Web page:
White box switches with network operating systems (NOS) offer significant benefits in terms of cost and flexibility as compared to traditional switches and routers. Leading communication service providers (CSPs) have started initial deployments of white box solutions in their data centers, and are investigating product deployment of white box routers at the edge of their networks.
What is white box networking?
White box networking provides the ability to deploy commodity switches with an independent networking operating systems offering Layer 2 and Layer 3 intelligence. There are a number of hardware suppliers including Accton, Celestica, EdgeCore, Foxconn, Lanner, and Quanta. Suppliers of network operating systems include Arrcus, Big Switch, Cumulus, Kaloom, 128 Technology, Pica8, Pluribus, Snaproute and a number of open source options such as Sonic, DANOS and FBOSS.
The primary benefit of white box switches is cost. Acquisition costs of white box hardware and NOS can be 50% less than the branded switch and router products from Cisco, Arista or Juniper. The open APIs offered by leading independent NOS solutions can also ease customization of switch or router deployments.
Status of white box networking
White box switching is widely deployed in the data centers of the leading hyperscale cloud providers. Leading CSPs have deployed white box switches and routers in a number of use cases, including their internal data centers and their networks. Large network equipment providers (NEPs) have leveraged independent NOS solutions for their network infrastructure deployments.
CSP data centers
Large CSPs rely on multiple data centers for their external and internal operations. Like hyperscale cloud providers, CSPs can benefit from lower cost white box switching, especially as they increase the speed/capacity of their data center networks to 100GB and beyond. Cumulus has several data center switching deployments with CSPs, including applications such as customer data back-up and cloud connectivity.
As part of larger NFV projects, white box deployment for switching or routing can bring significant cost benefits to CSPs. Ethernet switches and routing functions are widely deployed in various part of the wired and wireless networks. A couple examples include:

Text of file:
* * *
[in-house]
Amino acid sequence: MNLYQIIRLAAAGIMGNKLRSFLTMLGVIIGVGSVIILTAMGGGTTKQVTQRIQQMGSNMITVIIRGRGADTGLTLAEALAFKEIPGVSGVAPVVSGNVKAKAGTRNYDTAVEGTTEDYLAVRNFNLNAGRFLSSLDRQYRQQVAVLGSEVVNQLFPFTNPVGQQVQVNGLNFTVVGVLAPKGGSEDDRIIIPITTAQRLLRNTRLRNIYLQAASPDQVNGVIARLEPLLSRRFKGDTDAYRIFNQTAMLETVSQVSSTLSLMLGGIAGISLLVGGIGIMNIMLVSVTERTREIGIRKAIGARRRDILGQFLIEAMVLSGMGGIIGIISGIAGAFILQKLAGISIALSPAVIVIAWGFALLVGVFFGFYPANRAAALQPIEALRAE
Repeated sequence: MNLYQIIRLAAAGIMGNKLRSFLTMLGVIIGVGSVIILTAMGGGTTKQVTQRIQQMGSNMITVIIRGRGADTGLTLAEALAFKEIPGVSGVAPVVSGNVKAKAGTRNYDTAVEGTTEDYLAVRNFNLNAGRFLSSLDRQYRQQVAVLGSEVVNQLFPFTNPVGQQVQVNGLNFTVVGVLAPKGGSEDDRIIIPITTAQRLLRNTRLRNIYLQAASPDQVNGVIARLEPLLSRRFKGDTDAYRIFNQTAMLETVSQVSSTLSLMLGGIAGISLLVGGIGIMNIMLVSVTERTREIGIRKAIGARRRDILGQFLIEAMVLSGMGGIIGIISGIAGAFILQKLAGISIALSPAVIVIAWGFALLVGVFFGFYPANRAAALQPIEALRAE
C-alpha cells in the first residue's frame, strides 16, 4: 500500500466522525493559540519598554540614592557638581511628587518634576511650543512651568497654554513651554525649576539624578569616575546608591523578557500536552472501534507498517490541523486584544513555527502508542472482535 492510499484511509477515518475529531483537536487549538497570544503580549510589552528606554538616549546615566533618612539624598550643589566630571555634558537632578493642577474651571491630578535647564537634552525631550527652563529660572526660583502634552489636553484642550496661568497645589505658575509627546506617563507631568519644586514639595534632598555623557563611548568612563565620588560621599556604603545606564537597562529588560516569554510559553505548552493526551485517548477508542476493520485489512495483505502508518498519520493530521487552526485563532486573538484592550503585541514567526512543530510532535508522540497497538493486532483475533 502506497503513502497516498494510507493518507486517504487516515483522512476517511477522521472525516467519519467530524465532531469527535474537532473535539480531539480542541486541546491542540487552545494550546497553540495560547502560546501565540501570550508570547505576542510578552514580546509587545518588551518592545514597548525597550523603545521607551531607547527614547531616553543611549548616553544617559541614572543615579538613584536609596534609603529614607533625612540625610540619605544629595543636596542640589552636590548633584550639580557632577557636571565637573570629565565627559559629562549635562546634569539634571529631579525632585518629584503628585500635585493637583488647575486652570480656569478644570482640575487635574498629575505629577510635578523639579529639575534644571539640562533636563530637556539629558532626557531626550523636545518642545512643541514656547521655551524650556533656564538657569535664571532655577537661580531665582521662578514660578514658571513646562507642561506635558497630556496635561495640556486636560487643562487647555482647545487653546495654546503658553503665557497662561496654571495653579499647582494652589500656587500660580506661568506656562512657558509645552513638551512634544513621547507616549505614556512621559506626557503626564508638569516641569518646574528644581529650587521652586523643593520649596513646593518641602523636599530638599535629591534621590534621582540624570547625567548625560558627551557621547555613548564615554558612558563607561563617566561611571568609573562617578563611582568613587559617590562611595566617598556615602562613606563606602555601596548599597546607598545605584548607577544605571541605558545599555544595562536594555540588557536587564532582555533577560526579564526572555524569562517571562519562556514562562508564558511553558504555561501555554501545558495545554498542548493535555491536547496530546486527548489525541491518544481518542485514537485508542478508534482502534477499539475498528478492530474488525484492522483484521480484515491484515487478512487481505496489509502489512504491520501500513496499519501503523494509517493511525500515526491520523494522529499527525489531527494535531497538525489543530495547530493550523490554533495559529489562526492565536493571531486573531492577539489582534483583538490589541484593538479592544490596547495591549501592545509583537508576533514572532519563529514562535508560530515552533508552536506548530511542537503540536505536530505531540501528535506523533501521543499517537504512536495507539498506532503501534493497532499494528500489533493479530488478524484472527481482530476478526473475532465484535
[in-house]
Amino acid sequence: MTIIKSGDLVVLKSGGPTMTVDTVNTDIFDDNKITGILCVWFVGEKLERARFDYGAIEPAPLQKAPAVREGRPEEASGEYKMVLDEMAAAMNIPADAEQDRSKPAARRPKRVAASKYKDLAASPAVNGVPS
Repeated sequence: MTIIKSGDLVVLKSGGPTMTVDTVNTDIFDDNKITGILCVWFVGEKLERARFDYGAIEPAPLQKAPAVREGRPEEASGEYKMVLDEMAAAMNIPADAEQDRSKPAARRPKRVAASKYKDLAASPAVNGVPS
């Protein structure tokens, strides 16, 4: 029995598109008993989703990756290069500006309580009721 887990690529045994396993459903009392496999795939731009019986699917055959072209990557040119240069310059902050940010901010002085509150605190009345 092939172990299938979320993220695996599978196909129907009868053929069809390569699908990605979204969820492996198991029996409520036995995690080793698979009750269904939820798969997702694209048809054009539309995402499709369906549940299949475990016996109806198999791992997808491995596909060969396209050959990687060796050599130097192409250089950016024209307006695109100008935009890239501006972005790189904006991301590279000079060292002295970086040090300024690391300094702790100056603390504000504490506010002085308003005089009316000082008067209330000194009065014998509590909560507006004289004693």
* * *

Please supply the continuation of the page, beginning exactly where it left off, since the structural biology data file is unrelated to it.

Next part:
• Distributed central office (Cumulus)
• Network analytics (Big Switch)
• Verizon NFV (Big Switch, Dell, Red Hat)
The routing use case
White box network operating systems can offer a full suite of routing protocols and features. CSPs can flexibly deploy white box routers at various network locations including the edge of the network. White box routing is in an earlier stage of deployment compared to white box switching. Doyle Research expects the white box edge routing to bring broad deployments with communications service providers over the next few years. A leading example is the AT&T DANOS project, which is driven by Vyatta developed software, which was sold to Brocade and then bought by AT&T.
Use by network equipment providers
Leading network equipment providers ) also use white box software and hardware as the switching elements of their NFV solutions. Examples include Ericsson (partnering with Pluribus) and Mavenir (partnering with Big Switch.)
Recommendations for CSPs
White box switching and routing provides an interesting, lower-cost alternative to branded Ethernet switch and router products. CSPs have many NOS alternatives, including branded and open source software to drive white box hardware. The overall market for white box hardware and software in CSPs is relatively small today—approximately $100 million according to Doyle Research—but has the potential for strong growth over the next five years.
New CSP data center and virtualized network deployments, such as 5G, are the key drivers for white box networking. The increased requirements for widespread IP routing at the network edge represent a clear opportunity for white boxes to displace incumbent routing platforms. Lack of a clear NOS market leader and integration, including service/support challenges, may inhibit widespread adoption.
Lee Doyle is principal analyst at Doyle Research, providing client-focused targeted analysis on the evolution of intelligent networks. He has over 25 years’ experience analyzing the IT, network, and telecom markets. Lee has written extensively on such topics as SDN, NFV, enterprise adoption of networking technologies, and IT-Telecom convergence. Before founding Doyle Research, Lee was group VP for network, telecom, and security research at IDC. Lee holds a B.A. in economics from Williams College. He can be reached at [email protected]; follow him @leedoyle_dc.
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